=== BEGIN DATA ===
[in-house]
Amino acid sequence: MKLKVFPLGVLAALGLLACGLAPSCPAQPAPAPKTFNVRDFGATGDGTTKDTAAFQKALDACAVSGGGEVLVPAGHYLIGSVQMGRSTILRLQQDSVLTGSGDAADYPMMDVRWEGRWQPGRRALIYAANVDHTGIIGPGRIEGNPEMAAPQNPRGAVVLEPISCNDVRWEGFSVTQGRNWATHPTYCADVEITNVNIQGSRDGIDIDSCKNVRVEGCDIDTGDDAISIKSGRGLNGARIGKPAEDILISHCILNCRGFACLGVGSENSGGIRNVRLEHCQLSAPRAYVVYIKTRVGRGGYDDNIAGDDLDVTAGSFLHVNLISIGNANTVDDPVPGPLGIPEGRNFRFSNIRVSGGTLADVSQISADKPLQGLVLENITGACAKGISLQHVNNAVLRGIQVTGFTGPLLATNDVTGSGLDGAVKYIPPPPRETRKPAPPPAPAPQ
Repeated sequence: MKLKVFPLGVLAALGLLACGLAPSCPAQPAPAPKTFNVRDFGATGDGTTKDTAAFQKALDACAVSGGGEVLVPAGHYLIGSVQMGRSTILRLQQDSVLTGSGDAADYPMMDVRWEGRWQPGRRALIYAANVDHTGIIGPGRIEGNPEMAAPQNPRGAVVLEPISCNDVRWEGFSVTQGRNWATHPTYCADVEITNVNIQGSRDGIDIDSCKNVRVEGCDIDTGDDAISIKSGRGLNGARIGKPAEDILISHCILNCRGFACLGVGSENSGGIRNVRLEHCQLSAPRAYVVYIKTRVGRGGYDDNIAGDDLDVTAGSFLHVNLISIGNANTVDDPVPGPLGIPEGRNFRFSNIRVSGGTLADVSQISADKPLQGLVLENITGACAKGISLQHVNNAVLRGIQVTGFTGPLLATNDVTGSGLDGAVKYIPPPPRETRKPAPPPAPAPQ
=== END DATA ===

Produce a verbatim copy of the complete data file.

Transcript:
[in-house]
Amino acid sequence: MKLKVFPLGVLAALGLLACGLAPSCPAQPAPAPKTFNVRDFGATGDGTTKDTAAFQKALDACAVSGGGEVLVPAGHYLIGSVQMGRSTILRLQQDSVLTGSGDAADYPMMDVRWEGRWQPGRRALIYAANVDHTGIIGPGRIEGNPEMAAPQNPRGAVVLEPISCNDVRWEGFSVTQGRNWATHPTYCADVEITNVNIQGSRDGIDIDSCKNVRVEGCDIDTGDDAISIKSGRGLNGARIGKPAEDILISHCILNCRGFACLGVGSENSGGIRNVRLEHCQLSAPRAYVVYIKTRVGRGGYDDNIAGDDLDVTAGSFLHVNLISIGNANTVDDPVPGPLGIPEGRNFRFSNIRVSGGTLADVSQISADKPLQGLVLENITGACAKGISLQHVNNAVLRGIQVTGFTGPLLATNDVTGSGLDGAVKYIPPPPRETRKPAPPPAPAPQ
Repeated sequence: MKLKVFPLGVLAALGLLACGLAPSCPAQPAPAPKTFNVRDFGATGDGTTKDTAAFQKALDACAVSGGGEVLVPAGHYLIGSVQMGRSTILRLQQDSVLTGSGDAADYPMMDVRWEGRWQPGRRALIYAANVDHTGIIGPGRIEGNPEMAAPQNPRGAVVLEPISCNDVRWEGFSVTQGRNWATHPTYCADVEITNVNIQGSRDGIDIDSCKNVRVEGCDIDTGDDAISIKSGRGLNGARIGKPAEDILISHCILNCRGFACLGVGSENSGGIRNVRLEHCQLSAPRAYVVYIKTRVGRGGYDDNIAGDDLDVTAGSFLHVNLISIGNANTVDDPVPGPLGIPEGRNFRFSNIRVSGGTLADVSQISADKPLQGLVLENITGACAKGISLQHVNNAVLRGIQVTGFTGPLLATNDVTGSGLDGAVKYIPPPPRETRKPAPPPAPAPQ